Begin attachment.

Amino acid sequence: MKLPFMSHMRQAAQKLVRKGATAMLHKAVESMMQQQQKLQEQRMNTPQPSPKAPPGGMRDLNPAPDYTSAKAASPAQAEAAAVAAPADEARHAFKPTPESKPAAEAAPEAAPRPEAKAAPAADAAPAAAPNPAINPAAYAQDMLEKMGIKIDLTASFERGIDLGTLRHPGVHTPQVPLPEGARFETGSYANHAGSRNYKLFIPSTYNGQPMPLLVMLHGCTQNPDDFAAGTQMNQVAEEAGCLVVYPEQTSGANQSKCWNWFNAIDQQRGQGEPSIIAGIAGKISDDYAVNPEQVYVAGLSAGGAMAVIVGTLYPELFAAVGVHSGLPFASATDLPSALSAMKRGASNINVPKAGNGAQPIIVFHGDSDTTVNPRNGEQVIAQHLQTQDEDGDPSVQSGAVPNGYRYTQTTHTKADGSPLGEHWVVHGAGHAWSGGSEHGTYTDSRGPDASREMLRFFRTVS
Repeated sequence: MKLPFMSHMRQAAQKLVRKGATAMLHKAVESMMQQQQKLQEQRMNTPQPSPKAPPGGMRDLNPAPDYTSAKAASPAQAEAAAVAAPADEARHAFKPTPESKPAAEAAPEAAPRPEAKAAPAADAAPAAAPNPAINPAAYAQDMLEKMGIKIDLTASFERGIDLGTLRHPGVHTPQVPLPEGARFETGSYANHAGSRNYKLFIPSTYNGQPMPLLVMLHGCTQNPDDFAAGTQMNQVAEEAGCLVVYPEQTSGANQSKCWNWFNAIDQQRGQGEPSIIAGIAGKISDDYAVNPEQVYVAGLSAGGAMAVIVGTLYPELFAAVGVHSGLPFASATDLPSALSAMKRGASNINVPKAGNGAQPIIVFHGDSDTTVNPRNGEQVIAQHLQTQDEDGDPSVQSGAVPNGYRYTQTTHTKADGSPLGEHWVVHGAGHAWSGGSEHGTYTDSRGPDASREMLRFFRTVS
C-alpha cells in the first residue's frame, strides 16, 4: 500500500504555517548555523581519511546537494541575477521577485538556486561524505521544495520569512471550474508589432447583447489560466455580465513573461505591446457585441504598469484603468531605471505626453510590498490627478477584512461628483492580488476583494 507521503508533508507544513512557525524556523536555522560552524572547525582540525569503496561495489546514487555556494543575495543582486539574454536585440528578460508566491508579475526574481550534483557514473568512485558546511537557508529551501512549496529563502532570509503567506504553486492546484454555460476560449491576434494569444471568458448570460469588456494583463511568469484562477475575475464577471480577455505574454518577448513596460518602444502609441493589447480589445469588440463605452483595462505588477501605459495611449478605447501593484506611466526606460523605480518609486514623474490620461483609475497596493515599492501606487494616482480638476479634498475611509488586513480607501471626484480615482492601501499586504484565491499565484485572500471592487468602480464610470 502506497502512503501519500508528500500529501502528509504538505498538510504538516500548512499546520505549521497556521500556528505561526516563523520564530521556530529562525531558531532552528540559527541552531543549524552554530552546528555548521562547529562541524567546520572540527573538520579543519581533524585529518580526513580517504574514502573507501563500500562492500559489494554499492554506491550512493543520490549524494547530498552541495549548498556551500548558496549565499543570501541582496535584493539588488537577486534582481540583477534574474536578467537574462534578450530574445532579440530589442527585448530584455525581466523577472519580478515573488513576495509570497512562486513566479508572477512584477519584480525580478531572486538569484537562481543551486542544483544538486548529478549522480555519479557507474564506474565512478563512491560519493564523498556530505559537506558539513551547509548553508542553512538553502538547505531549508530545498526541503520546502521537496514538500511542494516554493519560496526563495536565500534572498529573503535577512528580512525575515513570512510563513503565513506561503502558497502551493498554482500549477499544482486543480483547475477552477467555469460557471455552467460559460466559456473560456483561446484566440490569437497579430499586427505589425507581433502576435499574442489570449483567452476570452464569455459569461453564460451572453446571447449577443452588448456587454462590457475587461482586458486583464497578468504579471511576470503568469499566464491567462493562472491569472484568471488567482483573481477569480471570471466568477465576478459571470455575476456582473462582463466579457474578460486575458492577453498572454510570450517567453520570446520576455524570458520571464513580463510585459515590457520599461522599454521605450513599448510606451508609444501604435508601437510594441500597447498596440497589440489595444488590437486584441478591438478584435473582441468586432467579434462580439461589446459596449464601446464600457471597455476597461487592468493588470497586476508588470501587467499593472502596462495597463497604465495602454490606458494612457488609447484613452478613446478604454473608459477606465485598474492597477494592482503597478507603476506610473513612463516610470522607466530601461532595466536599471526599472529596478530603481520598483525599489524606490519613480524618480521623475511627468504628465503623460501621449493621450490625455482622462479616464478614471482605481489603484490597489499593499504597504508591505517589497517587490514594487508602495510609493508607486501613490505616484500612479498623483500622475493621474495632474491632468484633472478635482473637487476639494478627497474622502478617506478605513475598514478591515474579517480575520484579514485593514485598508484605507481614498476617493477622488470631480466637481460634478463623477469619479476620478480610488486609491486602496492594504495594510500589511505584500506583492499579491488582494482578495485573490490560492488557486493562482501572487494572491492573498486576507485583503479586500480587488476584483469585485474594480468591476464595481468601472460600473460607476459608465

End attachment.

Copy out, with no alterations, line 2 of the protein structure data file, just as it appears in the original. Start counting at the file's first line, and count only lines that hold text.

Repeated sequence: MKLPFMSHMRQAAQKLVRKGATAMLHKAVESMMQQQQKLQEQRMNTPQPSPKAPPGGMRDLNPAPDYTSAKAASPAQAEAAAVAAPADEARHAFKPTPESKPAAEAAPEAAPRPEAKAAPAADAAPAAAPNPAINPAAYAQDMLEKMGIKIDLTASFERGIDLGTLRHPGVHTPQVPLPEGARFETGSYANHAGSRNYKLFIPSTYNGQPMPLLVMLHGCTQNPDDFAAGTQMNQVAEEAGCLVVYPEQTSGANQSKCWNWFNAIDQQRGQGEPSIIAGIAGKISDDYAVNPEQVYVAGLSAGGAMAVIVGTLYPELFAAVGVHSGLPFASATDLPSALSAMKRGASNINVPKAGNGAQPIIVFHGDSDTTVNPRNGEQVIAQHLQTQDEDGDPSVQSGAVPNGYRYTQTTHTKADGSPLGEHWVVHGAGHAWSGGSEHGTYTDSRGPDASREMLRFFRTVS